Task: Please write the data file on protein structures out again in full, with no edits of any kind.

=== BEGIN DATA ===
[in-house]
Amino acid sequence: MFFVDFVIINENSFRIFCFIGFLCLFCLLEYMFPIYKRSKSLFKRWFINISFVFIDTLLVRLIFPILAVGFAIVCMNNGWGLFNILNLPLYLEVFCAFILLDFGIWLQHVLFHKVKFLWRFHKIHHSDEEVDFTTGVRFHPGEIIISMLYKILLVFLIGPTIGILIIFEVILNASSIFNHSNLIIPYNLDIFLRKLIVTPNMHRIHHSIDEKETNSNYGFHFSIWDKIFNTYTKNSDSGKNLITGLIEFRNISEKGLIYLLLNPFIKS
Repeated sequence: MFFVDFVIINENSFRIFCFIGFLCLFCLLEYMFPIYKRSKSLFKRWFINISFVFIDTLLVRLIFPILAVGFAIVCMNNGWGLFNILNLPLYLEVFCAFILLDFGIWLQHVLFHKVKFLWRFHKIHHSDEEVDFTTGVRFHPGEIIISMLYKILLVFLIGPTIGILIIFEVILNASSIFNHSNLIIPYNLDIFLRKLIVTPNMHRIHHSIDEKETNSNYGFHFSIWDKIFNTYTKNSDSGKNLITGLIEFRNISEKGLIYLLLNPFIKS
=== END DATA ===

[in-house]
Amino acid sequence: MFFVDFVIINENSFRIFCFIGFLCLFCLLEYMFPIYKRSKSLFKRWFINISFVFIDTLLVRLIFPILAVGFAIVCMNNGWGLFNILNLPLYLEVFCAFILLDFGIWLQHVLFHKVKFLWRFHKIHHSDEEVDFTTGVRFHPGEIIISMLYKILLVFLIGPTIGILIIFEVILNASSIFNHSNLIIPYNLDIFLRKLIVTPNMHRIHHSIDEKETNSNYGFHFSIWDKIFNTYTKNSDSGKNLITGLIEFRNISEKGLIYLLLNPFIKS
Repeated sequence: MFFVDFVIINENSFRIFCFIGFLCLFCLLEYMFPIYKRSKSLFKRWFINISFVFIDTLLVRLIFPILAVGFAIVCMNNGWGLFNILNLPLYLEVFCAFILLDFGIWLQHVLFHKVKFLWRFHKIHHSDEEVDFTTGVRFHPGEIIISMLYKILLVFLIGPTIGILIIFEVILNASSIFNHSNLIIPYNLDIFLRKLIVTPNMHRIHHSIDEKETNSNYGFHFSIWDKIFNTYTKNSDSGKNLITGLIEFRNISEKGLIYLLLNPFIKS